No. 614 "County of Glamorgan" Squadron (RAF): Second World War

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At the start of the Second World War War No.614 "County of Glamorgan" Squadron was an army co-operation unit, equipped with the virtually obsolete Hawker Hector. These were replaced with Lysanders before operations began, but for the first three years of the war the squadron spent most of its time training with the army. One exception came during the Thousand Bomber Raids of May and June 1942. By this time the squadron had converted to the Bristol Blenheim. Bomber Command needed every aircraft it could find to carry out these raids, and No.614 Squadron's Blenheims were called up to take part in the support operations, attacking German airfields in the Low Countries.

The squadron's role changed dramatically in November 1942 when it moved to North Africa. For the next few months it operated as a bomber squadron, attacking German and Italian airfields in Tunisia. After the end of the Tunisian campaign the squadron was used to protect shipping in the Western Mediterranean, before being disbanded on 25 January 1944.

No. 614 Squadron was reformed in February 1944 in Italy by the renumbering of No. 462 Squadron, R.A.A.F., which had been felt to be rather short of Australians (a new Australian No. 462 Squadron was later formed in Britain). This squadron had been carrying out a mix of bombing raids over Italy and the Balkans and supply drops to partisans. Under its new name the squadron continued to perform these duties until the end of the war. On 27 July 1945 it was renumbered as No.214 Squadron.

November 1937-November 1939: Hawker Hector I
November 1939-October 1940: Westland Lysander II
October 1940-January 1942: Westland Lysander III
July 1941-September 1942: Bristol Blenheim IV
August 1942-February 1944: Bristol Blenheim V

March 1944-March 1945: Handley Page Halifax B.Mk III
August 1944-July 1945: Consolidated Liberator VIII

1 June 1937-2 October 1939: Cardiff
2 October 1939-8 June 1940: Odiham
8 June 1940-5 March 1941: Grangemouth
5 March-27 September 1941: Macmerry
27 September-3 October 1941: Odiham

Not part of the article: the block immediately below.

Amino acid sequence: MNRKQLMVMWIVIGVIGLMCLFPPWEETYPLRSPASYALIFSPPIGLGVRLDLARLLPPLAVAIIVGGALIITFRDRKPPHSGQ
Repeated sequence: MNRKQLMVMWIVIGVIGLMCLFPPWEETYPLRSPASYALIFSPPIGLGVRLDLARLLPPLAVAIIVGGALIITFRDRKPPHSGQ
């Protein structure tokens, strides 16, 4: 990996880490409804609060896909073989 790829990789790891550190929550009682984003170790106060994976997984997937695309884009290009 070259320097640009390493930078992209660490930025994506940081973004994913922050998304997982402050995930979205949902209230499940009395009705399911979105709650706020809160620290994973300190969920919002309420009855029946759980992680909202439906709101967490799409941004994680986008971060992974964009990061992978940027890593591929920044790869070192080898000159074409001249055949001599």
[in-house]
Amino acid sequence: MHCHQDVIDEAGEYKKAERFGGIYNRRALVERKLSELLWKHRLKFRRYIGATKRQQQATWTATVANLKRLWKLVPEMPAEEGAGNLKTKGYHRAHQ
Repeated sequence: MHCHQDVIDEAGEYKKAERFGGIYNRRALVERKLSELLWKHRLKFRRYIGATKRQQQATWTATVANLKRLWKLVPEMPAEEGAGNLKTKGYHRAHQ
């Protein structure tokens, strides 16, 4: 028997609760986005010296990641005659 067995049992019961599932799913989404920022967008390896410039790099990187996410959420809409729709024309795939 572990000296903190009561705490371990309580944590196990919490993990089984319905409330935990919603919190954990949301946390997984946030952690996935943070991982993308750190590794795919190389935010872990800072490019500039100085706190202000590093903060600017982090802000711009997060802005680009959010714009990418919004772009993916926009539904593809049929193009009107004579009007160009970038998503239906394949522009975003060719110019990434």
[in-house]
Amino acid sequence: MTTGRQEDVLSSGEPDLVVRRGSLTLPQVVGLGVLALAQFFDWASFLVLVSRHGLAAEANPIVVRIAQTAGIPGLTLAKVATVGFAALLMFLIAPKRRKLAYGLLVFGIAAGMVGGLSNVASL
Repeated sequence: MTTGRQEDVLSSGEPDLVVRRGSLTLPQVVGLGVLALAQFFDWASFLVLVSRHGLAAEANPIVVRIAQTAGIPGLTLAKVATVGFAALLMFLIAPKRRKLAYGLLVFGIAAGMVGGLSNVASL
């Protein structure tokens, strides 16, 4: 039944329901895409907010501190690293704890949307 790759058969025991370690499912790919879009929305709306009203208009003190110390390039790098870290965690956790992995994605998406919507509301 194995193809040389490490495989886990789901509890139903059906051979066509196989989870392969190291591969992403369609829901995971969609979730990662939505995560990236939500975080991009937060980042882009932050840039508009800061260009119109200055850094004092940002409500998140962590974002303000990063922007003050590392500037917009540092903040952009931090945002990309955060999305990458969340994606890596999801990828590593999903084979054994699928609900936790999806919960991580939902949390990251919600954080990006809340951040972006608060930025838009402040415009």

3 October 1941-25 August 1942: Macmerry
26 August-16 November 1942: Odiham
16-17 November 1942: Portreath
17 November-5 December 1942: Blida
5 December 1942-7 February 1943: Oulmene
22 May-28 August 1943: Tafaraoui
28 August 1943-25 January 1944: Borizzo

3 March-10 May 1944: Celone
10 May-15 July 1944: Stornara
15 Juy-27 July 1945: Amendola

Squadron Codes: LJ, D, T

1939-November 1942: Army Cooperation
November 1942-March 1943: Bomber Squadron, North Africa
March 1943-January 1944: Shipping Escort, Mediterranean
March 1944-July 1945: Bomber and Special Duties Squadron, Italy


Blenheim Squadrons of World War Two, Jon Lake. This book looks at the entire RAF service career of the Bristol Blenheim, from its debut as a promising fast bomber, through the deadly disillusionment of the blitzkrieg, on to its work in the Middle East and Mediterranean, where the aircraft found a new lease of life. Lake also looks at the use of the Blenheim as an interim fighter aircraft and its use by Coastal Command.
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Review of Halifax Squadrons by John lake Halifax Squadrons of World War II , Jon Lake. This is a very good book on the combat record of the Handley Page Halifax. It covers much more than just its role as a front line bomber, with chapters on the Halifax with Coastal Command, the Pathfinders and SOE, amongst others. [see more]
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How to cite this article: Rickard, J (23 March 2007), No. 614 Squadron (RAF): Second World War,

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